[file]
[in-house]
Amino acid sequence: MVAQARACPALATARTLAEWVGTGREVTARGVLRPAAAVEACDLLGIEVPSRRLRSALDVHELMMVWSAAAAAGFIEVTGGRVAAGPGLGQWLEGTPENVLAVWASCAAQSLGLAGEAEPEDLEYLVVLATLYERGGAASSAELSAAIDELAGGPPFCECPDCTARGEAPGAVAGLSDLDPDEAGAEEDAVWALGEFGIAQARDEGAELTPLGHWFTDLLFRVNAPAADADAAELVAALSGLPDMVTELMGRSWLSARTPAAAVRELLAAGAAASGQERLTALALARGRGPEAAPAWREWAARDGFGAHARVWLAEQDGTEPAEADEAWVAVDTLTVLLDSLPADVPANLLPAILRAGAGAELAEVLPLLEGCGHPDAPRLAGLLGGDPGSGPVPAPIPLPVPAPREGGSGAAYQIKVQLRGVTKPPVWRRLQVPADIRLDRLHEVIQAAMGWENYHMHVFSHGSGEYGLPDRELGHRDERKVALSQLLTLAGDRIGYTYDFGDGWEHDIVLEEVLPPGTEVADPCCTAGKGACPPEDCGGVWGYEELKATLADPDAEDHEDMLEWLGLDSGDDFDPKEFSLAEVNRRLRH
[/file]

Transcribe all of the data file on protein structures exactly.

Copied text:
[in-house]
Amino acid sequence: MVAQARACPALATARTLAEWVGTGREVTARGVLRPAAAVEACDLLGIEVPSRRLRSALDVHELMMVWSAAAAAGFIEVTGGRVAAGPGLGQWLEGTPENVLAVWASCAAQSLGLAGEAEPEDLEYLVVLATLYERGGAASSAELSAAIDELAGGPPFCECPDCTARGEAPGAVAGLSDLDPDEAGAEEDAVWALGEFGIAQARDEGAELTPLGHWFTDLLFRVNAPAADADAAELVAALSGLPDMVTELMGRSWLSARTPAAAVRELLAAGAAASGQERLTALALARGRGPEAAPAWREWAARDGFGAHARVWLAEQDGTEPAEADEAWVAVDTLTVLLDSLPADVPANLLPAILRAGAGAELAEVLPLLEGCGHPDAPRLAGLLGGDPGSGPVPAPIPLPVPAPREGGSGAAYQIKVQLRGVTKPPVWRRLQVPADIRLDRLHEVIQAAMGWENYHMHVFSHGSGEYGLPDRELGHRDERKVALSQLLTLAGDRIGYTYDFGDGWEHDIVLEEVLPPGTEVADPCCTAGKGACPPEDCGGVWGYEELKATLADPDAEDHEDMLEWLGLDSGDDFDPKEFSLAEVNRRLRH